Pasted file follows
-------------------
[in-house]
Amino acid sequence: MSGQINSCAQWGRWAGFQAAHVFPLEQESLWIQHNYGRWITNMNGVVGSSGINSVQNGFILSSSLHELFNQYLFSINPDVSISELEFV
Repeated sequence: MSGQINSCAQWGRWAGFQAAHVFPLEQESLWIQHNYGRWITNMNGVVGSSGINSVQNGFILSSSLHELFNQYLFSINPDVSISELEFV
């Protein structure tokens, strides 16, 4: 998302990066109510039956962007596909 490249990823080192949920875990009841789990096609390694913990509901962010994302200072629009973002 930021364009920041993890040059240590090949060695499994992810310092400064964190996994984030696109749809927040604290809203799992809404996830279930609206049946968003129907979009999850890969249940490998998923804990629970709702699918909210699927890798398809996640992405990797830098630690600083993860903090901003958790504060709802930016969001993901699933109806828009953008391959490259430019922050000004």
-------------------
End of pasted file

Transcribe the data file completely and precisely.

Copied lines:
[in-house]
Amino acid sequence: MSGQINSCAQWGRWAGFQAAHVFPLEQESLWIQHNYGRWITNMNGVVGSSGINSVQNGFILSSSLHELFNQYLFSINPDVSISELEFV
Repeated sequence: MSGQINSCAQWGRWAGFQAAHVFPLEQESLWIQHNYGRWITNMNGVVGSSGINSVQNGFILSSSLHELFNQYLFSINPDVSISELEFV
């Protein structure tokens, strides 16, 4: 998302990066109510039956962007596909 490249990823080192949920875990009841789990096609390694913990509901962010994302200072629009973002 930021364009920041993890040059240590090949060695499994992810310092400064964190996994984030696109749809927040604290809203799992809404996830279930609206049946968003129907979009999850890969249940490998998923804990629970709702699918909210699927890798398809996640992405990797830098630690600083993860903090901003958790504060709802930016969001993901699933109806828009953008391959490259430019922050000004």